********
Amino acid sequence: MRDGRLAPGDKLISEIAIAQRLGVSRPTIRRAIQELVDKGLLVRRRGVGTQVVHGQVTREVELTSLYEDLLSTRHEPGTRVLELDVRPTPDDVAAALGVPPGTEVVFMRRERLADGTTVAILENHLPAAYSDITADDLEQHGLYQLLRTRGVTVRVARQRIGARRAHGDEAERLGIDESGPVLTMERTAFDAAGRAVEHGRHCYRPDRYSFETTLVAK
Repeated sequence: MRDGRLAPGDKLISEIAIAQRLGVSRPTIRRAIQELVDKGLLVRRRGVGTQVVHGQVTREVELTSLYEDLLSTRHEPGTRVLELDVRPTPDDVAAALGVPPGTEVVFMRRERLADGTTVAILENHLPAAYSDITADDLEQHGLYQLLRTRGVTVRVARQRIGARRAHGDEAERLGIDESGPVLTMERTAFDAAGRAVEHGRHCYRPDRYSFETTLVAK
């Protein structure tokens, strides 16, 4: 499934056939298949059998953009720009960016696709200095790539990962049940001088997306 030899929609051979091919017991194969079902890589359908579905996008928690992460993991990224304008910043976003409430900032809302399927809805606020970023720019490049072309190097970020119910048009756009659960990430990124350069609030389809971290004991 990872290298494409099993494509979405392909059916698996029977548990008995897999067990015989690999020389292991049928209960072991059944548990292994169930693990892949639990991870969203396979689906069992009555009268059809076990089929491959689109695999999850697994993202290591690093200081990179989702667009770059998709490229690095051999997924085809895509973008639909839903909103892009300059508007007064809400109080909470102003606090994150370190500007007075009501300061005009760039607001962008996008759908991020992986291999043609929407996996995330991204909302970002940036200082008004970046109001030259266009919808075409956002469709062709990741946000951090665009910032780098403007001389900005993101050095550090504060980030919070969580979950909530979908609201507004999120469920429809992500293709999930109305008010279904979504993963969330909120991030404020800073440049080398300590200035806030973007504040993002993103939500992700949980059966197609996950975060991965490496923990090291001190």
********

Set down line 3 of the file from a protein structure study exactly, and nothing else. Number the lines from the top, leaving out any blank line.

């Protein structure tokens, strides 16, 4: 499934056939298949059998953009720009960016696709200095790539990962049940001088997306 030899929609051979091919017991194969079902890589359908579905996008928690992460993991990224304008910043976003409430900032809302399927809805606020970023720019490049072309190097970020119910048009756009659960990430990124350069609030389809971290004991 990872290298494409099993494509979405392909059916698996029977548990008995897999067990015989690999020389292991049928209960072991059944548990292994169930693990892949639990991870969203396979689906069992009555009268059809076990089929491959689109695999999850697994993202290591690093200081990179989702667009770059998709490229690095051999997924085809895509973008639909839903909103892009300059508007007064809400109080909470102003606090994150370190500007007075009501300061005009760039607001962008996008759908991020992986291999043609929407996996995330991204909302970002940036200082008004970046109001030259266009919808075409956002469709062709990741946000951090665009910032780098403007001389900005993101050095550090504060980030919070969580979950909530979908609201507004999120469920429809992500293709999930109305008010279904979504993963969330909120991030404020800073440049080398300590200035806030973007504040993002993103939500992700949980059966197609996950975060991965490496923990090291001190």